Chronic Ulcerative Colitis with Systemic Lupus Erythematosus
CHARLES H. BROWN, M.D.
Department of Gastroenterology
JOHN R. HASERICK, M.D.
Department of Dermatology
EARL K. SHIREY, M.D.
THE occurrence of both chronic ulcerative colitis and systemic lupus erythematosus in the same patient has not to our knowledge been previously reported in the literature. At about the time we saw a patient in Cleveland with both diseases, Boone and McKee1 in Toronto reported to us that they had observed and treated a similar case.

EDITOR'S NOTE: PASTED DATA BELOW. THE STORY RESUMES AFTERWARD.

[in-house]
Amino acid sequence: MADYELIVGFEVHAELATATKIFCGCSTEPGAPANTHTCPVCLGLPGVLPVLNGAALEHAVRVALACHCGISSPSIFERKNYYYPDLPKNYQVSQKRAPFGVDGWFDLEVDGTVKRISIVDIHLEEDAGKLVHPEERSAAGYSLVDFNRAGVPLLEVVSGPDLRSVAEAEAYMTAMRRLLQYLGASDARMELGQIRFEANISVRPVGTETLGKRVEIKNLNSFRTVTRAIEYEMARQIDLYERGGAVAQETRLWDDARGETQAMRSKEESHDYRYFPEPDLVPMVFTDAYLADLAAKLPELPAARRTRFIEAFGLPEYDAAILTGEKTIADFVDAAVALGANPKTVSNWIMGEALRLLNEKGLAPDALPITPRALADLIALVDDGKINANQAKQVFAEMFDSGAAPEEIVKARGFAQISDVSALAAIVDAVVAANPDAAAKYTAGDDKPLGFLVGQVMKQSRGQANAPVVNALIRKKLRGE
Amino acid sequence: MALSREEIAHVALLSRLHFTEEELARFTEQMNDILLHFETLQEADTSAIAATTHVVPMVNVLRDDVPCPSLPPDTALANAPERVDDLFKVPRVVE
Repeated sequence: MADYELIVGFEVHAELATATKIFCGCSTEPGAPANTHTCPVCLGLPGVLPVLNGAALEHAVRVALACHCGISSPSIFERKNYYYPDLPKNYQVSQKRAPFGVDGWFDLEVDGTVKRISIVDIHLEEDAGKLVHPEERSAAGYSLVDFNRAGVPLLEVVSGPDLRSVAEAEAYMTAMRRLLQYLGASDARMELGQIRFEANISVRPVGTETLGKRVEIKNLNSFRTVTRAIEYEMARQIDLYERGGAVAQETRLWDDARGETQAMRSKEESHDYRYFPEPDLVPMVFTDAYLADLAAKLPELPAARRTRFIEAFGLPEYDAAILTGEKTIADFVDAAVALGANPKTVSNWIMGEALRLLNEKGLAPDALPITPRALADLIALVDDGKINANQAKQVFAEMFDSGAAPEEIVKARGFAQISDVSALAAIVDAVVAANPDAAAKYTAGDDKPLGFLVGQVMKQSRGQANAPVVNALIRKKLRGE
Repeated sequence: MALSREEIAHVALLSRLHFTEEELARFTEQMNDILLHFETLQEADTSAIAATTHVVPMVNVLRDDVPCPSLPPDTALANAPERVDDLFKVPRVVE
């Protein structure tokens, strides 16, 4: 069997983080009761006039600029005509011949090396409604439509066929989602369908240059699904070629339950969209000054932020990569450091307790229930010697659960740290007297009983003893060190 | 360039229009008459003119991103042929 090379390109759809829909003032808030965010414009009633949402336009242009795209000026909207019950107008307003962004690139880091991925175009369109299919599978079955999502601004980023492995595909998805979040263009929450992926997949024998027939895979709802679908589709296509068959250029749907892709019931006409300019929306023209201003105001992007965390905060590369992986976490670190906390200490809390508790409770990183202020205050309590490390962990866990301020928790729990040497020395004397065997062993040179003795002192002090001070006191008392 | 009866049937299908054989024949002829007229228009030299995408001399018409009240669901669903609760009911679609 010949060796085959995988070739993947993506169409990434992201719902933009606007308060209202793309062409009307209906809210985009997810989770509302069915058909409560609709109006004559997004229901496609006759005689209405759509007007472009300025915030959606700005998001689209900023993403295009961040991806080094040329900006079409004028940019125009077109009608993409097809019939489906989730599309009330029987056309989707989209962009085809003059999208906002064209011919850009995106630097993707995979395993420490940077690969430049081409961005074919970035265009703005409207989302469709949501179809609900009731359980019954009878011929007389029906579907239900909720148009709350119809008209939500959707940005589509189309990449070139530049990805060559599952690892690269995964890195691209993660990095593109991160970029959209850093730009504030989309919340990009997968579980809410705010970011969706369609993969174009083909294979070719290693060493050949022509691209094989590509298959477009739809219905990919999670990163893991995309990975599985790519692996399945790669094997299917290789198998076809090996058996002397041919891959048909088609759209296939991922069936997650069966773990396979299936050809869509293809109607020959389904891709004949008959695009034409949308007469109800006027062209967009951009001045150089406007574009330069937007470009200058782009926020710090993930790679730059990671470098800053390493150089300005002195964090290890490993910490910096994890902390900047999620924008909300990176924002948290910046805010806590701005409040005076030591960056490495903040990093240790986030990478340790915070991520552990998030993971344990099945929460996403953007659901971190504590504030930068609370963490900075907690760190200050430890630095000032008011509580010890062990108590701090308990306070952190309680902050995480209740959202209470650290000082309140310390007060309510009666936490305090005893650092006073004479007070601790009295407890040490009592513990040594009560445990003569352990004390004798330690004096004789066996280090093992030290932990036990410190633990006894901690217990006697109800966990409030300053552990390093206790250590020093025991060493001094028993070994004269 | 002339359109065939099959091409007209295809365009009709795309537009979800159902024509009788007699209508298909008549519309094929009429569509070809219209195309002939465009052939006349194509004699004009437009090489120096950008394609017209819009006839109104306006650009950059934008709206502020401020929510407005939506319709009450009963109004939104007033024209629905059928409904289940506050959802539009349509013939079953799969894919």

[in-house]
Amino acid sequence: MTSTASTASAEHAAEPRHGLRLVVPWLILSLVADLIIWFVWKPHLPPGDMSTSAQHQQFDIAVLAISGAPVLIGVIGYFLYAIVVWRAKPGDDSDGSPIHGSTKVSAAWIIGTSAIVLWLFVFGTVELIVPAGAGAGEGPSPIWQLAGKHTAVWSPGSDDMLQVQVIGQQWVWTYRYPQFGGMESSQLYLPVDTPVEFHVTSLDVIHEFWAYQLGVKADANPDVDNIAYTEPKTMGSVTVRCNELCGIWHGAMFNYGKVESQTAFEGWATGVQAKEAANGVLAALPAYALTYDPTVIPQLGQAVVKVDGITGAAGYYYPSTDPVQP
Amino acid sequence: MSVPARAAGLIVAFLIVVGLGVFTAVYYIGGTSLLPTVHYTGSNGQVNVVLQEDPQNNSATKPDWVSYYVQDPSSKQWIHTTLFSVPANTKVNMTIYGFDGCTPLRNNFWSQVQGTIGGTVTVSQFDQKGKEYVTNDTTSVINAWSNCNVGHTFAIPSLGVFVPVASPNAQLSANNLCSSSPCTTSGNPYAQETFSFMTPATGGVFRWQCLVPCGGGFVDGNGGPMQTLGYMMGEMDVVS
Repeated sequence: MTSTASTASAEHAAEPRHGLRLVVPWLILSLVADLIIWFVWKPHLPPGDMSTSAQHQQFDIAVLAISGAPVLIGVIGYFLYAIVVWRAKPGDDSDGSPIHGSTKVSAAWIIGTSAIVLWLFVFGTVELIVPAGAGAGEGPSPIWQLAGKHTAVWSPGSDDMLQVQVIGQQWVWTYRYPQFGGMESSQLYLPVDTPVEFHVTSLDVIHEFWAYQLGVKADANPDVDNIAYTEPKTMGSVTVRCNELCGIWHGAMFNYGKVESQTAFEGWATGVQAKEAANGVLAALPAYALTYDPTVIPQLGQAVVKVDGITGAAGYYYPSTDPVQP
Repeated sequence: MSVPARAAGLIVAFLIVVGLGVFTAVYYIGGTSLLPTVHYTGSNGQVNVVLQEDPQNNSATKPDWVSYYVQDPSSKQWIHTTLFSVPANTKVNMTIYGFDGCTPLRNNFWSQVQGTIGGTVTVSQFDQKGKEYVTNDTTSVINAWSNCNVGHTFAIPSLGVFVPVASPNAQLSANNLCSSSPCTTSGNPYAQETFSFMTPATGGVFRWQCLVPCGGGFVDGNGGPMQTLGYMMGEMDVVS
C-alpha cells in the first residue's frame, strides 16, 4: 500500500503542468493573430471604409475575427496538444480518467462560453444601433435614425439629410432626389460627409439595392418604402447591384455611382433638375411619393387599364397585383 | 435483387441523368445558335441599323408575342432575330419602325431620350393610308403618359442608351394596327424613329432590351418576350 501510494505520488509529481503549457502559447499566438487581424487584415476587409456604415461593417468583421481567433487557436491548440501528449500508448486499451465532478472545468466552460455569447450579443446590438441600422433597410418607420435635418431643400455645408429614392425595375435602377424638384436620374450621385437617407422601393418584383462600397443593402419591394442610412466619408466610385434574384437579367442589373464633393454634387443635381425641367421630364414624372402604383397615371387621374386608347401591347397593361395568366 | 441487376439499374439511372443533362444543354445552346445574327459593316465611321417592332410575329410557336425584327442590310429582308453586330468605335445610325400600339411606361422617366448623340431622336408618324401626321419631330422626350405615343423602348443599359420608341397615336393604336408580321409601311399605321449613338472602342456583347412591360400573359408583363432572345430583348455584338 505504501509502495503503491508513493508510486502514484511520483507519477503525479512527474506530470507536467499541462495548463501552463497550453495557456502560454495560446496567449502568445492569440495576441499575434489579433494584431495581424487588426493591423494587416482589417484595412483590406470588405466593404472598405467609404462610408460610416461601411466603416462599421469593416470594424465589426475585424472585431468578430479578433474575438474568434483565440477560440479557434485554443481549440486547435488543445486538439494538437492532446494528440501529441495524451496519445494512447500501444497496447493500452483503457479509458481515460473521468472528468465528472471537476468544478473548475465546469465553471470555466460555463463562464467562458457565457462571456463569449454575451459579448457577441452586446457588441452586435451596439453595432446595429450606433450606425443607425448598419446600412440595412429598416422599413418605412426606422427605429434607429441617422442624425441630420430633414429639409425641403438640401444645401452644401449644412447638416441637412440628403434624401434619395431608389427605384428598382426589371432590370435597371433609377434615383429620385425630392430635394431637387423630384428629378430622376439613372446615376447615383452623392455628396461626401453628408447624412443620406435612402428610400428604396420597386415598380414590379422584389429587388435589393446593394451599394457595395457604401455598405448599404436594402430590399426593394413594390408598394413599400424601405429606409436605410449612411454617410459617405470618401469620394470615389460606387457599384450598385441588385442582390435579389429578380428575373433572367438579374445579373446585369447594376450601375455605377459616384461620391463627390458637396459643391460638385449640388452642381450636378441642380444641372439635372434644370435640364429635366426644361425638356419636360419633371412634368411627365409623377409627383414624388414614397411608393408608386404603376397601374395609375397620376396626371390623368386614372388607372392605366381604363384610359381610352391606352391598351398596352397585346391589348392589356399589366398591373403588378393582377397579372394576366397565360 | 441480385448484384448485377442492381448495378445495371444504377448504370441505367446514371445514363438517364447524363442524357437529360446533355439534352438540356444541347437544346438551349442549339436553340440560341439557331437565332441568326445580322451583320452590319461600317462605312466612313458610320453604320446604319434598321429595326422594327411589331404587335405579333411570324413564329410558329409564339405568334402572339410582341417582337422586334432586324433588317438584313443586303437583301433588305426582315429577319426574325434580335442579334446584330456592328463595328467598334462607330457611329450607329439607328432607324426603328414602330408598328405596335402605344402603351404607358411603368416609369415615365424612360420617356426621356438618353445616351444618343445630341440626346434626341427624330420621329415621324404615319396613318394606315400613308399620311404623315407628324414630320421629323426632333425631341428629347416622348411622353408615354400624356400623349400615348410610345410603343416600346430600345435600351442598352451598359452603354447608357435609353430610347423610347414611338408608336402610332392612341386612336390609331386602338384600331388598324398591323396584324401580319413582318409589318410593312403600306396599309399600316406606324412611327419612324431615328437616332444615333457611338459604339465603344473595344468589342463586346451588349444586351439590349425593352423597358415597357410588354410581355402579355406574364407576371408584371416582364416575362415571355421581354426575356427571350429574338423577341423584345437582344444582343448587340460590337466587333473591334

There is some evidence that chronic ulcerative colitis may be one of the collagen diseases, similar to lupus erythematosus. Levine, Kirsner, and Klotz2 noted an absence of the homogeneous ground-glass substance of the basement membrane of the epithelial cells of the rectal mucosa in patients with chronic ulcerative colitis. They report: “The epithelial cells of the mucosa were morphologically intact . . ., but in many areas the mucosa had separated from the underlying connective tissue. In the intervening space a homogeneous, Hotch-kiss-positive, metachromatic material was observed. Such areas were often free of inflammatory response.” This metachromatic material was not present in a patient with active amebiasis and active inflammation or in a patient with lymphopathia venereum and active colitis. Finally, they found that biopsies in patients with ulcerative colitis who had received ACTH therapy showed areas in which the ground-glass substance of the basement membrane had returned. Warren and Sommers3 have described a vasculitis resembling periarteritis nodosa or thromboangiitis obliterans in some patients with chronic ulcerative colitis. These two studies2,3 suggest that chronic ulcerative colitis may be a systemetic, connective tissue or collagen disease similar to systemic lupus erythematosus, rather than a. . .